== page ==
One of the men who heard old Ed Adams relate his story in the early 1900s was young Bob Lewis. Ed Adams, by this time, was an old prospector while Bob Lewis was a young one. Bob paid close attention to what Ed Adams said. In 1936, he was interviewed to obtain his oral history, for he had lived his life as a prospector, a cowboy and a frontier peace officer. His version of the Adams Diggings story is now stored at the Library of Congress.

He offered a much different version of the Adams Diggings story. He prefaced his remarks stating, "There never was a bigger old liar than Ed Adams. He'd tell a lie when the truth would fit better. He was used to bragging and stretching the truth."

Bob Lewis added different information about what happened at the Adams expedition camp. Just about dark, in August, 1864, he believed a caravan traveling from California joined the camp the Adams party had set up. Two days before the caravan stopped at Fort San Rafael (later Fort Wingate) and told the commanding officer they were transporting eighty thousand dollars in placer gold from California to the Eastern states. Lewis said this caravan was never seen again after the time the Adams party was wiped out by the Indians. Lewis thought they probably did camp with the Adams party and suffered the same fate as did the Adams men at the hands of the Indians.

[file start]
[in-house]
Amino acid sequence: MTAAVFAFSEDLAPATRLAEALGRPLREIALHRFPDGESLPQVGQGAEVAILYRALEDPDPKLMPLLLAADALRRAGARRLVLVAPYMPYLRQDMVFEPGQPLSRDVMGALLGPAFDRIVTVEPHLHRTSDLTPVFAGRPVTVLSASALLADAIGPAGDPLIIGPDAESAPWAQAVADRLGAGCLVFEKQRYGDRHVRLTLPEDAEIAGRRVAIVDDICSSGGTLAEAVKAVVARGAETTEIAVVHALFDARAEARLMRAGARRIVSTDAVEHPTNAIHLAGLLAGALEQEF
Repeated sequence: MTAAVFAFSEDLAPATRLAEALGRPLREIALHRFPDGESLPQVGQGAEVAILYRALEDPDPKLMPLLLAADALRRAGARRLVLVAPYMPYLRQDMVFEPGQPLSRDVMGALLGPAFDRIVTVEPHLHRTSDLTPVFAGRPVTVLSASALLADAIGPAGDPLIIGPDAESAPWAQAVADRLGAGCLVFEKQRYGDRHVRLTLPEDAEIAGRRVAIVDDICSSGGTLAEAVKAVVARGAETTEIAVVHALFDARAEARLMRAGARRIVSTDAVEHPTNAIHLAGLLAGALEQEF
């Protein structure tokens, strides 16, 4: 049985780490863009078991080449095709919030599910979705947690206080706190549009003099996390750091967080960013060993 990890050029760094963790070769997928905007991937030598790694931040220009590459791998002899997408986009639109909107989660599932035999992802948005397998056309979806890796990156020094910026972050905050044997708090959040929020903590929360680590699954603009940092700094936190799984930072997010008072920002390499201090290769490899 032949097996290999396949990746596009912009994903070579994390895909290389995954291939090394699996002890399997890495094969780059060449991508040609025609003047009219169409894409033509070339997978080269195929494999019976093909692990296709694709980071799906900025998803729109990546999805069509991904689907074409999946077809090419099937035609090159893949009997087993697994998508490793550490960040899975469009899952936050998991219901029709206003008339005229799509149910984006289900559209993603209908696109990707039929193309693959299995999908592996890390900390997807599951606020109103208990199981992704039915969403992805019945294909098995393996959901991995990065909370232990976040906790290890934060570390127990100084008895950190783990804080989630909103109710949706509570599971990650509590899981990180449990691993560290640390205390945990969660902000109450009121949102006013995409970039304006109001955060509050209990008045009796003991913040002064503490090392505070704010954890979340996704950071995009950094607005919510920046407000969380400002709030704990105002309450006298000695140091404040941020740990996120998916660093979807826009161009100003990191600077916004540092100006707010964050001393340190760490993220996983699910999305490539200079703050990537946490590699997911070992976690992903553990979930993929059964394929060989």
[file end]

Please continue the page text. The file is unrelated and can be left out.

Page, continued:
But Lewis believed that Adams and Davidson, taking advantage of the opportunity fortune had provided them, devised a plan in the evening to ambush the caravan the next morning and make off with the gold. Lewis stated, "I believe Davidson throwed in with Adams and the two of them made plans to hijack the California outfit and steal their gold."

The men in a caravan would usually get up an hour or two before daylight, to make an early start, Lewis explained. Adams and Davidson could have made some excuse to leave the camp early in the morning, perhaps saying they were going to gather wood, as wood was scarce in that country.